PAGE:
Landon Thomas Jr. had an NYT piece noting the peculiar divergence between the stock market, which has risen sharply since Donald Trump's election and the dollar, which has fallen. The article claims this is peculiar since both tend to move in the same direction, rising in a strong economy and falling in a weak economy.
Actually, this is not really true. There have been many long periods where they have gone in opposite directions. For example, the dollar peaked in the mid-80s and then fell through the rest of the decade. The stock market did crash in the fall of 1987 but then rose through the rest of the decade. The dollar fell against most currencies from 2001 to 2007 even as the market recovered from its crash beginning in the summer of 2002.
A weaker dollar can be good news for U.S. corporate profits since it means that domestically produced goods and services become relatively more competitive internationally. This could be a reason the two would move in opposite directions.
However, there is another story in this case which could plausibly explain the divergence. President Trump and the Republicans have made reducing corporate income taxes a priority. Trump has proposed outlandish treatments of pass-through corporations, which would allow them to pay just 15 percent on their income.
This is a total joke proposition: no serious economist thinks this is a way to treat these companies. It essentially allows every rich person in the country to pay a 15 percent tax rate on the bulk of their income, as opposed to the 25 percent rate currently paid by teachers and fire fighters and other middle-class workers. Almost none of them are so stupid that they can't figure out how to have their income show up in a pass-through corporation and the ones that are too stupid have accountants that can figure out how to tie their own shoes.
Anyhow, this is a clear signal that "tax reform" under Trump means giving more money to rich people, which means that corporations can count on a much lower tax bill. If corporations pay less in tax, other things equal, a share of stock is worth more.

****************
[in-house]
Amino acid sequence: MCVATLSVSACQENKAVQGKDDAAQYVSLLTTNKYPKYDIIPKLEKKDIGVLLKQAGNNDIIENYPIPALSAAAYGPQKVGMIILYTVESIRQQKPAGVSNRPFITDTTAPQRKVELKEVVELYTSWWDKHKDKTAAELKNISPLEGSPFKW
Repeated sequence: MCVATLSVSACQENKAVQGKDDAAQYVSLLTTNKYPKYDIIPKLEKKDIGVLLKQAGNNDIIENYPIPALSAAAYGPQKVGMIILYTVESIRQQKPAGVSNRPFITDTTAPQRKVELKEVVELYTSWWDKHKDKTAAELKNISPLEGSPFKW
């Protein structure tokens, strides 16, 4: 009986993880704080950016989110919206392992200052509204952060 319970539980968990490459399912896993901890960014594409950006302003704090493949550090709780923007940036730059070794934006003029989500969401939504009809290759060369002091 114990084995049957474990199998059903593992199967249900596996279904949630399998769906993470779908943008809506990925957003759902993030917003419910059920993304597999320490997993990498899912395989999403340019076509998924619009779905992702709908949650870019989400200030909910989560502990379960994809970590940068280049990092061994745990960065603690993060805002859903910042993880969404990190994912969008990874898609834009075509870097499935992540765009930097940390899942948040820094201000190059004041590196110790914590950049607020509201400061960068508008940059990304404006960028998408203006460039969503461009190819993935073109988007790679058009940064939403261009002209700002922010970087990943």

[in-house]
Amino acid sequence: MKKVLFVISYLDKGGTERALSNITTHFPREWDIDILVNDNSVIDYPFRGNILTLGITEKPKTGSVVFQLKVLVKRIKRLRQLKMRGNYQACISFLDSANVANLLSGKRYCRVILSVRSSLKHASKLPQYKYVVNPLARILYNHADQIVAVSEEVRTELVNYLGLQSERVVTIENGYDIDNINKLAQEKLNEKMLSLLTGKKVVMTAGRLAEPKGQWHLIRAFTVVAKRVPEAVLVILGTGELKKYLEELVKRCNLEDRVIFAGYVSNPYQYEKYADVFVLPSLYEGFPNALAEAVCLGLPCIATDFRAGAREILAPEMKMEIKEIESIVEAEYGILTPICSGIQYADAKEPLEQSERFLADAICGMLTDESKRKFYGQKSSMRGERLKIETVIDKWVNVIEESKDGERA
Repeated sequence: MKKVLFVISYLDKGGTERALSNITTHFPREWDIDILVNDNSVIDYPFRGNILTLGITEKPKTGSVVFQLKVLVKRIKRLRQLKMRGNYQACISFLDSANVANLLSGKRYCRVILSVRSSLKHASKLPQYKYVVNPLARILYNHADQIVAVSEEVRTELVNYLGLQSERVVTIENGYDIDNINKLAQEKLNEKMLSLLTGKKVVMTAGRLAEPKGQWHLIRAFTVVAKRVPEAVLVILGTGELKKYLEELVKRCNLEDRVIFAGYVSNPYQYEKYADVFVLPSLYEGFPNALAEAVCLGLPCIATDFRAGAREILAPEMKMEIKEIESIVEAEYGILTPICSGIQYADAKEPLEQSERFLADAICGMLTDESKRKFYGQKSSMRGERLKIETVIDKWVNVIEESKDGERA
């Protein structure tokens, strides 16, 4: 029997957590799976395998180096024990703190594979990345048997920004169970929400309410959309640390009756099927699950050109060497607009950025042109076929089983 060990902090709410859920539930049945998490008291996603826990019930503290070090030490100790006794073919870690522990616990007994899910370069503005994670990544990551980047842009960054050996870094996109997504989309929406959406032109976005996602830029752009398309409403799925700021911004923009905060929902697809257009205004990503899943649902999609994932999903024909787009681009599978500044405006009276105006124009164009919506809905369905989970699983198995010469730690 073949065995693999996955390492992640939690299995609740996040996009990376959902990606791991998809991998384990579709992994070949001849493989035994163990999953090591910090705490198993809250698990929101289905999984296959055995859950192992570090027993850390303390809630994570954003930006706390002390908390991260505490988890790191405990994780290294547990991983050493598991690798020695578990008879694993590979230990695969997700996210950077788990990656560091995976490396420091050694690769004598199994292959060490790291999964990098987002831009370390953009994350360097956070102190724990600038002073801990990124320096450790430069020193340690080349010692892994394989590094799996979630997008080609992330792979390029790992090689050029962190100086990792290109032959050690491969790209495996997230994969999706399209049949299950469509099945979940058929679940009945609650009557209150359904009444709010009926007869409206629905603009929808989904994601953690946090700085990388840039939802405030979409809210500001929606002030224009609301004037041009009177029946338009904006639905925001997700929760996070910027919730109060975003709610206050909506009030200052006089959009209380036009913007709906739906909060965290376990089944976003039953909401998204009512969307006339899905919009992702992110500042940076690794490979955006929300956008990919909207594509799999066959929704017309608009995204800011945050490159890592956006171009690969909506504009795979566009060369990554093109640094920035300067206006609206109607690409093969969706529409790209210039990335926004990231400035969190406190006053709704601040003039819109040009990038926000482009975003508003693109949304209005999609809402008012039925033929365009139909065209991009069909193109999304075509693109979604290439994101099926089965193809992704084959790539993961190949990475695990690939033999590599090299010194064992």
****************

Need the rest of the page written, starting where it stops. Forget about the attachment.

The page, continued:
Note that this has nothing to do with investment and growth. The relationship between corporate profits and investment has always been weak. In fact, the strongest period for investment (measured as a share of GDP), was the worst period for profits (the late 1970s and early 1980s). So there is little reason to believe that the Trump tax cuts will spur investment and growth.
This story would be entirely consistent with the rise in the stock market and the fall in the dollar. Investors in both markets are betting that Trump will have a tax cut that gives more money to shareholders but does nothing to spur investment and growth. This is also consistent with the low interest rates we see on long-term bonds.
It would have been helpful if the piece had included the views of corporate executives who made investment decisions, instead of just people who speculate in financial markets. These executives could have provided some insight into the question of whether the expected tax cuts would lead to more investment and growth.
I should have also mentioned the explanation the piece gives for the fall in the dollar. It sees it as the result of Trump's comments implying that he would like to see a lowered valued dollar to make U.S. goods and services more competitive internationally.
I sort of like this explanation, but I don't think it applies here. The idea is that if an administration is clear about its agenda, simply talking can have an effect on the value of the dollar. The best case where this may be true was in 1996 when Robert Rubin became Treasury secretary and proclaimed his strong dollar policy, in direct contradiction of his predecessor.
The dollar did in fact rise, although it rose much more as a result of the onerous terms he imposed through the I.M.F. for the countries afflicted by the East Asian financial crisis. That resulted in a sharp run-up in the value of the dollar, which led to the explosion in our trade deficit, which created the problem of secular stagnation (a.k.a. insufficient aggregate demand).
I have argued that talk can have a big impact on currency values, especially if there is a clear threat that it can be backed up by action. I doubt this can explain the recent fall in the dollar since I don't think anyone, including Trump, is clear on what he wants. He has not presented a consistent policy and seems confused himself on which way he wants the dollar to go. (According to press accounts, in the first weeks of the administration he called then National Security Adviser Michael Flynn at 3:00 in the morning to ask whether we want a high dollar or low dollar.) While I think a consistent and clearly articulated goal of bringing down the value of the dollar could actually work to bring down the value of the dollar, we have not seen that from the Trump administration.